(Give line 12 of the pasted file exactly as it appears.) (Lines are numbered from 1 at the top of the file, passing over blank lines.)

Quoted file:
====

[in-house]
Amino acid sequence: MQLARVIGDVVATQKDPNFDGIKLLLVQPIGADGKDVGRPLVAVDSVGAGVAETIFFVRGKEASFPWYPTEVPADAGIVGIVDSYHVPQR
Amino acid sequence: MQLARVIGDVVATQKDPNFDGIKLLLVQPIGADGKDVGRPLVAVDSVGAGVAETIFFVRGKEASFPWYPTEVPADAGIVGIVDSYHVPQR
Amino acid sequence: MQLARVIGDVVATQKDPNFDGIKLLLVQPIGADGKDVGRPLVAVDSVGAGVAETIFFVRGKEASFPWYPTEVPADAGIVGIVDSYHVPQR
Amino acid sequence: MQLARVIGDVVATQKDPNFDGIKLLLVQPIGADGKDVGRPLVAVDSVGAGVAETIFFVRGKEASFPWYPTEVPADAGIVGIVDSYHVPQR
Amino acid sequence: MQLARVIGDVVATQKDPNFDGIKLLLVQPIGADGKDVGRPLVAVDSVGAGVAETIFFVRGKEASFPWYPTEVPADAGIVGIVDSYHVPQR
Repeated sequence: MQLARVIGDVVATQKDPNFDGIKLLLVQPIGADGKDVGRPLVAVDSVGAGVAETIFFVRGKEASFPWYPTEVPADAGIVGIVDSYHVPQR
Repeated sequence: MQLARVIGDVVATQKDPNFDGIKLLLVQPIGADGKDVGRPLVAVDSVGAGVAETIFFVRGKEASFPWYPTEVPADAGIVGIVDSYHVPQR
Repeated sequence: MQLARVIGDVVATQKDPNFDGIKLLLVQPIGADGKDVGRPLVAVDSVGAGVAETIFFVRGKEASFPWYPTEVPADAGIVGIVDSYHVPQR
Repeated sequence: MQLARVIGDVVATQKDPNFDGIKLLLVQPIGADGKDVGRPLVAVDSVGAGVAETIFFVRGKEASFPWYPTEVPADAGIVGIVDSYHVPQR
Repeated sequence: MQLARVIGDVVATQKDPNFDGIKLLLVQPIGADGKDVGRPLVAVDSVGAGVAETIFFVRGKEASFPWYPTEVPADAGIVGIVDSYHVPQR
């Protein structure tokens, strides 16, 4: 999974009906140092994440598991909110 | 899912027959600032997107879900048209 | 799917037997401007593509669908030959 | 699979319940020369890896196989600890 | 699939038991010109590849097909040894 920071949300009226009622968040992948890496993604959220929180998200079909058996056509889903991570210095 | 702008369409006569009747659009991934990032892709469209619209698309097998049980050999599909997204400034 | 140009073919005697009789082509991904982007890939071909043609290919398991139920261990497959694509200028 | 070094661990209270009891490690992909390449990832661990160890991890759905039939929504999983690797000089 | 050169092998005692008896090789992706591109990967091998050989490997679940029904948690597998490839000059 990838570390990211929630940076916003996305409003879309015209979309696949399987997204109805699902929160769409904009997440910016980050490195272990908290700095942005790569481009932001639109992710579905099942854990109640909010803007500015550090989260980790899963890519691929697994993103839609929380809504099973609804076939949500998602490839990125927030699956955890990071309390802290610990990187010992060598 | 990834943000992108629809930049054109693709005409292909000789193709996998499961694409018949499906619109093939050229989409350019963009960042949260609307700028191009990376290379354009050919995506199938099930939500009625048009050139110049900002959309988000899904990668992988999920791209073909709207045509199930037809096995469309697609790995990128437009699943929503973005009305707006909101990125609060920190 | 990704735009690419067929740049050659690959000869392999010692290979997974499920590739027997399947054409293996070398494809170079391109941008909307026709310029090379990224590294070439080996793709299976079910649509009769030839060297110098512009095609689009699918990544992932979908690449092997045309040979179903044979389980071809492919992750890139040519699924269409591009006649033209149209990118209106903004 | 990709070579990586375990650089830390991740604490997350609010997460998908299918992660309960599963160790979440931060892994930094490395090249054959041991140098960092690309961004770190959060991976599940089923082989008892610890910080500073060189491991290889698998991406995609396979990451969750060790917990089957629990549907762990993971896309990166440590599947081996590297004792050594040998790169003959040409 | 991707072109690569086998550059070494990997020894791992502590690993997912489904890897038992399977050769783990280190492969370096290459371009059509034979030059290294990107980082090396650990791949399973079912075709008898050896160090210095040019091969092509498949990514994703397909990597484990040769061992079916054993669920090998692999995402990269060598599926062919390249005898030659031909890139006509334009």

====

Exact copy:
């Protein structure tokens, strides 16, 4: 999974009906140092994440598991909110 | 899912027959600032997107879900048209 | 799917037997401007593509669908030959 | 699979319940020369890896196989600890 | 699939038991010109590849097909040894 920071949300009226009622968040992948890496993604959220929180998200079909058996056509889903991570210095 | 702008369409006569009747659009991934990032892709469209619209698309097998049980050999599909997204400034 | 140009073919005697009789082509991904982007890939071909043609290919398991139920261990497959694509200028 | 070094661990209270009891490690992909390449990832661990160890991890759905039939929504999983690797000089 | 050169092998005692008896090789992706591109990967091998050989490997679940029904948690597998490839000059 990838570390990211929630940076916003996305409003879309015209979309696949399987997204109805699902929160769409904009997440910016980050490195272990908290700095942005790569481009932001639109992710579905099942854990109640909010803007500015550090989260980790899963890519691929697994993103839609929380809504099973609804076939949500998602490839990125927030699956955890990071309390802290610990990187010992060598 | 990834943000992108629809930049054109693709005409292909000789193709996998499961694409018949499906619109093939050229989409350019963009960042949260609307700028191009990376290379354009050919995506199938099930939500009625048009050139110049900002959309988000899904990668992988999920791209073909709207045509199930037809096995469309697609790995990128437009699943929503973005009305707006909101990125609060920190 | 990704735009690419067929740049050659690959000869392999010692290979997974499920590739027997399947054409293996070398494809170079391109941008909307026709310029090379990224590294070439080996793709299976079910649509009769030839060297110098512009095609689009699918990544992932979908690449092997045309040979179903044979389980071809492919992750890139040519699924269409591009006649033209149209990118209106903004 | 990709070579990586375990650089830390991740604490997350609010997460998908299918992660309960599963160790979440931060892994930094490395090249054959041991140098960092690309961004770190959060991976599940089923082989008892610890910080500073060189491991290889698998991406995609396979990451969750060790917990089957629990549907762990993971896309990166440590599947081996590297004792050594040998790169003959040409 | 991707072109690569086998550059070494990997020894791992502590690993997912489904890897038992399977050769783990280190492969370096290459371009059509034979030059290294990107980082090396650990791949399973079912075709008898050896160090210095040019091969092509498949990514994703397909990597484990040769061992079916054993669920090998692999995402990269060598599926062919390249005898030659031909890139006509334009």